A burial vault is the outside container into which the casket itself is placed. It is designed to protect the casket and keep the grave surface from sinking. Burial vaults vary and can be built of one or more of the following materials: concrete, stainless steel, galvanized steel, copper, bronze, plastic and fiberglass. Greenwood Historic Cemetery requires the use of a burial vault. The vault is selected at the funeral home.
Yes. You can make all arrangements in advance. Planning ahead lets you consider the options you prefer and make the decisions about your funeral, your cemetery arrangements and memorial. They will be meaningful decisions that will give you peace of mind, knowing that you have relieved your loved ones of the emotional and financial burden of having to make decisions in their time of grief. It's also a wise economic choice, because you purchase at today's prices, free from future inflationary pressures.
No. The purchase of a grave is really a purchase of the right to designate who may be buried in that grave, and what kind of memorial you want, subject to what the cemetery's rules permit. You're not really purchasing the land or the actual grave. They remain the property and responsibility of the cemetery.
You probably have already taken steps to prepare for a death in the family by making a will and taking out a life insurance policy. Preplanning your memorialization is simply the next step to completing your plans. By preplanning, you are making the wise decision to ensure that all of the emotional and financial details are in order for your burial. You relieve your family of a difficult decision in their time of grief and save a substantial amount of money by taking advantage of today’s prices.
Preplanning allows you to arrange and pay for burial needs in advance, providing you with the opportunity to make the choices that are right for you. You make the important decision regarding traditional burial, above ground entombment or cremation. You choose the location. And you can control the cost, spending as much or as little as you deem necessary.
Definitely! Your family will not be faced with the uncertainty of whether or not they are carrying out your wishes. Preplanning also helps avoid “emotional overspending,” an expensive situation many families face when they need to make immediate decisions at a highly stressful time.
When you preplan at today’s prices, you protect your family from future increases, conserving their financial resources. You pay today’s costs instead of prices that will be in effect ten, twenty or even fifty years from now.
A memorial serves as a tribute, honoring past generations, acknowledging history and remembering one’s life and passing. We believe that it’s vital to provide a permanent tribute so that future generations may remember our ancestors who have passed on and reflect upon our history.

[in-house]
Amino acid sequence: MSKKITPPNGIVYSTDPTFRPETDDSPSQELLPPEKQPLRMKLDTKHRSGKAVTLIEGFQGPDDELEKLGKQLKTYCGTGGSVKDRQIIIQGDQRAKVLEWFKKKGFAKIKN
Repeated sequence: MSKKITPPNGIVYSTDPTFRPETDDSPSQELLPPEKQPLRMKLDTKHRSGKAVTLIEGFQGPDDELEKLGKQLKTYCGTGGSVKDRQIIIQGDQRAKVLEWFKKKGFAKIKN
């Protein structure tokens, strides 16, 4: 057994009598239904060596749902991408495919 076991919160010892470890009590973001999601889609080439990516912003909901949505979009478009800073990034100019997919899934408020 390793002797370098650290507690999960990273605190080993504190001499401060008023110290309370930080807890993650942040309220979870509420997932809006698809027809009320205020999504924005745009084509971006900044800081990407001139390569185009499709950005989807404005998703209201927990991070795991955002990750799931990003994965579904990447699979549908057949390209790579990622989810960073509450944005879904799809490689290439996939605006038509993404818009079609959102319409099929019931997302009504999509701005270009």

Cremation is a popular choice for its simplicity, dignity and affordability. Yet there are still many decisions. Cremated remains may be placed in a traditional burial plot or above ground in a mausoleum niche.
Isn't a memorial something my family is supposed to take care of? Should it really be up to me to decide?
A memorial is a personal reflection of one’s life. Preplanning gives you and your family the time to think about and discuss the memorialization that will be most meaningful.
Cremation involves placing the deceased in a special chamber in a building called a crematorium and incinerating the body at high temperatures for several hours until it is reduced to a fine white powder. Because of its simplicity, dignity and affordability, cremation is the most popular option to the traditional funeral and burial.
Cremation has seen a steady rise in acceptance in the US over the past four decades among people of all backgrounds and faiths. In 1960 cremation accounted for less than 4% of American final arrangements, but today the rate is over 25%.
With cremation, neither a casket nor embalming is generally required. However, you can always choose to be embalmed, and have a casket, full service and viewing hours. Cremation can be performed without a service or done before or after a funeral service. Cremated remains may be scattered, kept at home, buried in a cemetery, or kept in a columbarium, a structure containing niches into which urns are placed.
One factor is our increased mobility. People often live away from family and would prefer to have their remains “closer to home,” where they have a stronger attachment, and where family and friends may visit. Many retirees who don't feel a strong attachment to Florida, for example, would just as soon reside in an easy-to-ship, easy-to-store urn back in Michigan. The options with cremation are also continually expanding. Perhaps a person would like to be remembered in two places at once, or have their remains encased in molten glass objets d'art, or crafted into jewelry. Some people are even having their cremated remains launched into space. Literally, the sky's the limit.